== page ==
Scott Lang first appeared in The Avengers #181 (March 1979) as a Stark International employee helping to install a security system in Avengers Mansion. But in the next month’s Marvel Premiere #47, Scott proved to be much more than a background character in the story “To Steal An Ant-Man”. In the two issue story (back when most stories usually wrapped up in an issue or two), Scott’s daughter Cassie becomes seriously ill, and the only person Scott can turn to for help, Dr. Erica Sondheim, is kidnapped by Darren Cross. In desperation, Scott steals Hank Pym’s Ant-Man suit and uses the powers to rescue Sondheim and defeat Cross. When he tries to return the suit to Pym and turn himself in, Hank suggests that he keep the suit and uses it to fight crime, since the world could always use more superheroes. Scott becomes the new Ant-Man and works primarily as an Avenger, but also works with other groups like the Fantastic Four.

Scott Lang’s comic book history is one of a respectable B-Lister, but it’s not really a surprise that the debut story is the one that sticks out the most. It’s been adapted with minimal changes both for the MCU movie and in one of the best episodes of Avengers: Earth’s Mightiest Heroes. I think the main reason for this is that it showcases the two things that really make Scott stand out from most other characters; he’s a reformed burglar and a devoted parent. While Scott is far from the only thief in comic books (Catwoman and Gambit come to mind), he is one of the only ones who would probably prefer to reform. He’s got a natural talent for it, but he would much rather have an honest job and take care of his kid. In this way, Scott Lang embodies the “everyman” better than most superheroes. What happens when a normal guy becomes a superhero?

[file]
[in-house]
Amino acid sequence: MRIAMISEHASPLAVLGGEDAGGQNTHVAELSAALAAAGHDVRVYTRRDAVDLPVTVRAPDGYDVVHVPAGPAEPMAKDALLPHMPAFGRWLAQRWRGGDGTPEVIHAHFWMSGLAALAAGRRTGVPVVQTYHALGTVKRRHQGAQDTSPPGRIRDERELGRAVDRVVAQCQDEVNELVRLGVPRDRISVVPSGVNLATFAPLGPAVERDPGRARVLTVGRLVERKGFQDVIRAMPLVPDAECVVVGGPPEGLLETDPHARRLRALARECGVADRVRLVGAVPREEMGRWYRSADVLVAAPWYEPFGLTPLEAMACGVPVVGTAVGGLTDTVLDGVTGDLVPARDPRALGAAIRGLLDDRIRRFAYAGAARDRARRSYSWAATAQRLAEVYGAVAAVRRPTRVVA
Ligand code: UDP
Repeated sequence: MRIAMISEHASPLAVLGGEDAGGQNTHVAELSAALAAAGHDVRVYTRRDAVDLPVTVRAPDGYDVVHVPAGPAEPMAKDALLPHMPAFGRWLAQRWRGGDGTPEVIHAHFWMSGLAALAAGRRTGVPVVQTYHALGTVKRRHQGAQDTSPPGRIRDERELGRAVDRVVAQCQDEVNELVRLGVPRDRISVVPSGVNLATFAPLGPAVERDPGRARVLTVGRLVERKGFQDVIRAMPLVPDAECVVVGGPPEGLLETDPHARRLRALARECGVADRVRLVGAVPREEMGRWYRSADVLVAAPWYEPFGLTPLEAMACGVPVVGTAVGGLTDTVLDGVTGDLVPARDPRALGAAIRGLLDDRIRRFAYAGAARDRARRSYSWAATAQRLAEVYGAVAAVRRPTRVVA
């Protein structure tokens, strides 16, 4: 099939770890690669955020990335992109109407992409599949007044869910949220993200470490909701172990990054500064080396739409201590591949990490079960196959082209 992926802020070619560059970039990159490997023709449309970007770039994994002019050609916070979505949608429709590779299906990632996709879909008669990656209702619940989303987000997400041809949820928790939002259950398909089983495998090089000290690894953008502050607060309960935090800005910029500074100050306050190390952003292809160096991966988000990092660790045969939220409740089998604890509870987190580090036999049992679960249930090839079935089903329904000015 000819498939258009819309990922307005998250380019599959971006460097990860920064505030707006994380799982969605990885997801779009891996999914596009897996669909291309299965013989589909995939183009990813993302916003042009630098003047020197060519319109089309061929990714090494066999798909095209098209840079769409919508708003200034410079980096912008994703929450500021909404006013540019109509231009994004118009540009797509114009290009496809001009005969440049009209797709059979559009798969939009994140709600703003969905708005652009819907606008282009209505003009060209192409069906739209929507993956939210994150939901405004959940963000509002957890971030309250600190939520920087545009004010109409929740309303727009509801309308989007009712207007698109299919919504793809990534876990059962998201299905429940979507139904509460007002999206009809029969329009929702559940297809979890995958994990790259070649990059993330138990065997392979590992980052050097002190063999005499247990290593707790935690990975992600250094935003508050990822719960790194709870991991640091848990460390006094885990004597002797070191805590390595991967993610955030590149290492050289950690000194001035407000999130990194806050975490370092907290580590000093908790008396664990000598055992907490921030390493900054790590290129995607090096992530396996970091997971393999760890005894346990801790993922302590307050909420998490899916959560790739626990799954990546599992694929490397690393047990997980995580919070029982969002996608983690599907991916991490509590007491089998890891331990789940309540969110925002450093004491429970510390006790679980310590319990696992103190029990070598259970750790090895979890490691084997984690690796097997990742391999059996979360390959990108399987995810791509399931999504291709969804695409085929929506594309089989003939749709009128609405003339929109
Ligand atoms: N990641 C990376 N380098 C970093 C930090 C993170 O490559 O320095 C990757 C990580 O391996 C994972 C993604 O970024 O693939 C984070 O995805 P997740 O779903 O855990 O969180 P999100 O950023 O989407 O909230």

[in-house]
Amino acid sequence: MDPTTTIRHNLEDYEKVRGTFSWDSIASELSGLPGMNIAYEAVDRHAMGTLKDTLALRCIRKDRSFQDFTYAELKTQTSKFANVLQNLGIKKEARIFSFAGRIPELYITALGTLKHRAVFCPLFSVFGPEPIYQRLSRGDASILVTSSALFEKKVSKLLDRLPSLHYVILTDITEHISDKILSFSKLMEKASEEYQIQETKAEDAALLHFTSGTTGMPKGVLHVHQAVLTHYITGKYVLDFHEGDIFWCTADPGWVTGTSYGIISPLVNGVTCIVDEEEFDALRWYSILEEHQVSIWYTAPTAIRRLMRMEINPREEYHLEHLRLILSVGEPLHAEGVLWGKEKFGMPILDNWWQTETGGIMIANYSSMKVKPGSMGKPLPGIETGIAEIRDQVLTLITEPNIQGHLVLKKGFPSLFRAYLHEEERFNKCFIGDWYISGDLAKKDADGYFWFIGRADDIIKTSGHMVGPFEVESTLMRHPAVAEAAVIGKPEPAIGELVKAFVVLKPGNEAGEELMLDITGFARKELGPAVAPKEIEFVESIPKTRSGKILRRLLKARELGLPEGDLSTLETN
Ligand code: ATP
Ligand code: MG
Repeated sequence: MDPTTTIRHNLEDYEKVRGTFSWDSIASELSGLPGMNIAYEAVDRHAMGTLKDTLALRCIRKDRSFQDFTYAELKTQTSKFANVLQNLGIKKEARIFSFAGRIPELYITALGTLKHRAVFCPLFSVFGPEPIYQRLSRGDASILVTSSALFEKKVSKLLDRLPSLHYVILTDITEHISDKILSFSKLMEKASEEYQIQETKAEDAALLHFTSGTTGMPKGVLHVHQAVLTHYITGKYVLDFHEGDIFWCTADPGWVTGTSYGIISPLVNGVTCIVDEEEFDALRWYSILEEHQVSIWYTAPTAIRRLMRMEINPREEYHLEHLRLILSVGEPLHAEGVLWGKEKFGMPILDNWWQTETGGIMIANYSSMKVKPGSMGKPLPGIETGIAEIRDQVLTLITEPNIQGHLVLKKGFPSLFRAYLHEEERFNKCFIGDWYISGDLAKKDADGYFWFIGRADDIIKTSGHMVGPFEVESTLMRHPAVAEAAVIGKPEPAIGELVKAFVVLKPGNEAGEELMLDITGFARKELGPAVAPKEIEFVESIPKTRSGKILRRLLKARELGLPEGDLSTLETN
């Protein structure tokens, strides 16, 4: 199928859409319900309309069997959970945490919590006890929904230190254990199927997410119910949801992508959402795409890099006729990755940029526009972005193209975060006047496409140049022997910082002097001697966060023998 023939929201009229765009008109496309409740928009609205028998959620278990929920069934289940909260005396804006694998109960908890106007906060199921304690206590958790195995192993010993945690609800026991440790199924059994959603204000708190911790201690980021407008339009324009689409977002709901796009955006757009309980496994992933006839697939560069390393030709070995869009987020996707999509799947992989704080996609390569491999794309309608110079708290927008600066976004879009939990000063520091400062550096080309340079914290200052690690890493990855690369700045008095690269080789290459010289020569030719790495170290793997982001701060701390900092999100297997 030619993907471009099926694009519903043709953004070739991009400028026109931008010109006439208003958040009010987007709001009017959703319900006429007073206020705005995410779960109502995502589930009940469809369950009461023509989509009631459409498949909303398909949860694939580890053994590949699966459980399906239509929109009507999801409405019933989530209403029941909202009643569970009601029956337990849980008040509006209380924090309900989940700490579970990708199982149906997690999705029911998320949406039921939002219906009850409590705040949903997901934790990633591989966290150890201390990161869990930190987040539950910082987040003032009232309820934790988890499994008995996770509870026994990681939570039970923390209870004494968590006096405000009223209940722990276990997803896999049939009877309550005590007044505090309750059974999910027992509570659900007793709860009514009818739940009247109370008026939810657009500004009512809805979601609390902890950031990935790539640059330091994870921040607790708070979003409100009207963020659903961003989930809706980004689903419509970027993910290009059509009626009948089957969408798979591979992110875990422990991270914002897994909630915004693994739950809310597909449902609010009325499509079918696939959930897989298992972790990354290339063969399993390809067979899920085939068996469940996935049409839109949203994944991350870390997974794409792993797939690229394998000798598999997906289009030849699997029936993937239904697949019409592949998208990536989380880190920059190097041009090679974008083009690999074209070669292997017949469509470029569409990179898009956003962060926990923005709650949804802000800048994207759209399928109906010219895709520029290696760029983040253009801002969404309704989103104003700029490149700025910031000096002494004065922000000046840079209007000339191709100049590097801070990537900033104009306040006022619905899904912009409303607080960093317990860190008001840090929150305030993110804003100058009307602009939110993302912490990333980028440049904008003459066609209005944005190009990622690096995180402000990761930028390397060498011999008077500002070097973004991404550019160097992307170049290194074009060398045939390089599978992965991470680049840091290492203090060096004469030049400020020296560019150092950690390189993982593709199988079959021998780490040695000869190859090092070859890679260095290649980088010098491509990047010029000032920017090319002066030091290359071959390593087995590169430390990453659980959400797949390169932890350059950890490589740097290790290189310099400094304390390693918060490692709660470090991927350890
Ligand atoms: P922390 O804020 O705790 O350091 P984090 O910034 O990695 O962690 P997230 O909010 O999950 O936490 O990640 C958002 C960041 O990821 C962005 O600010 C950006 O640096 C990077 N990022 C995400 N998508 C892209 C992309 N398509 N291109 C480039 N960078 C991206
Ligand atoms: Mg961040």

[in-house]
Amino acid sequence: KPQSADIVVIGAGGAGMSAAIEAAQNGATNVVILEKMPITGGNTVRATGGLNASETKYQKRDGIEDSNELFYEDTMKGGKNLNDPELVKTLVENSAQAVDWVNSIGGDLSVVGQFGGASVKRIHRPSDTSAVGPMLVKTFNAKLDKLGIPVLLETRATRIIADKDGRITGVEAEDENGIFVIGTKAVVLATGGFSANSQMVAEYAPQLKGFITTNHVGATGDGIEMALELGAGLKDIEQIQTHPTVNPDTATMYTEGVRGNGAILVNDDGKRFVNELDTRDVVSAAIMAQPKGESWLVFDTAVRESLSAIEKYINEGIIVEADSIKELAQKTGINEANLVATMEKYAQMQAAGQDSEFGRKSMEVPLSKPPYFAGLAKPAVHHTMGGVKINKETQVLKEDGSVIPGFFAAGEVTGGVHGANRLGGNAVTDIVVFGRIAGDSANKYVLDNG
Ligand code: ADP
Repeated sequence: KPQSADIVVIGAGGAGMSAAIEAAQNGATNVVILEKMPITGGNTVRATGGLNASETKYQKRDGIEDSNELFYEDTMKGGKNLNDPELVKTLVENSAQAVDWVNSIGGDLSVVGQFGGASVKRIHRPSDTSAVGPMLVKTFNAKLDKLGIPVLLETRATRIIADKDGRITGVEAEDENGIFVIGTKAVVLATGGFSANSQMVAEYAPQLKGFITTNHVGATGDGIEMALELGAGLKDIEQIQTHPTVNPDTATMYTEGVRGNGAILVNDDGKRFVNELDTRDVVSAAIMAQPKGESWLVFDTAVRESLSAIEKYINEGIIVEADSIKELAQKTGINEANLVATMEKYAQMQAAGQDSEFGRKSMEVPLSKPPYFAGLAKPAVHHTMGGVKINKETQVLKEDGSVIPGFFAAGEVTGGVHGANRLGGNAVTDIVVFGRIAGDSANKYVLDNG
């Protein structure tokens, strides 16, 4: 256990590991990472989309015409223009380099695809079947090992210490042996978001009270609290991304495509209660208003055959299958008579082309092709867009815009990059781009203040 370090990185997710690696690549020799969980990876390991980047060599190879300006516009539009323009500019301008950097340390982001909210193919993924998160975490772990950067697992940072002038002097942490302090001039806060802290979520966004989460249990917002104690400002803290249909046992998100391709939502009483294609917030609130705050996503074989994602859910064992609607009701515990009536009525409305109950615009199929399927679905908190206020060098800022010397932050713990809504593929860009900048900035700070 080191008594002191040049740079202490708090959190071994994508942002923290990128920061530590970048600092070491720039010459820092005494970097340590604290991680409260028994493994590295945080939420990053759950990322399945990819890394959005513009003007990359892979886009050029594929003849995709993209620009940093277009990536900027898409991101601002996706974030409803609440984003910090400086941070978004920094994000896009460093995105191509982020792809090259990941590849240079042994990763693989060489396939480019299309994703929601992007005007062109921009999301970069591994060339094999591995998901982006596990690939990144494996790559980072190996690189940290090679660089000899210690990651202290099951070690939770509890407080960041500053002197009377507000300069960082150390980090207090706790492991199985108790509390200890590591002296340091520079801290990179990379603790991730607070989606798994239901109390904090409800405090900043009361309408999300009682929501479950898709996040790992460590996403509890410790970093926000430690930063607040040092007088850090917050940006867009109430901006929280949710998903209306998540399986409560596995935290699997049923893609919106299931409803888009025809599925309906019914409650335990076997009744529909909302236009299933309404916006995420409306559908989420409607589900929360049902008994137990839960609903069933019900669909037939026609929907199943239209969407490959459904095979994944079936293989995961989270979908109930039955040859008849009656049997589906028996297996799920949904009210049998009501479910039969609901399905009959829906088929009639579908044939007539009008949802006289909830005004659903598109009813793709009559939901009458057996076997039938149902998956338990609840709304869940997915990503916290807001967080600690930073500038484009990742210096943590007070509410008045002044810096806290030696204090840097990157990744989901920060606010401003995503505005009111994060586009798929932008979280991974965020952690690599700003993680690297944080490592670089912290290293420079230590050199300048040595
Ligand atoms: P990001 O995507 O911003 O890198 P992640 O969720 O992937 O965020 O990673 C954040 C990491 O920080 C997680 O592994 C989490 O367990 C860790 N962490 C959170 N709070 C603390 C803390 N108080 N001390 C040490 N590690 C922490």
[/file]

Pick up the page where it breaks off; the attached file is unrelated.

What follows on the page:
Ultimately, it’s those reasons that turned me around on Scott Lang, as far as being the Ant-Man for the Marvel Cinematic Universe. I love Hank Pym, and always will, but I realized pretty quickly that Scott is just very different from everyone else in the MCU, and that’s to his benefit. Hank is a man of science and business; is there much to separate him from Tony Stark in function? We don’t need a poor man’s Tony Stark. Scott comes from a completely different background than a typical hero. He’s older, he’s made some mistakes, he’s got to worry about paying bills and child support and visitation rights and things that never enter the mind of Captain America or Thor. Even Hawkeye’s basically got his life together; Scott’s life is a wreck. That background makes him easy to relate to, gives the audience a fresh perspective in this sprawling universe, and Paul Rudd really nails the lovable loser trying to get his life turned around.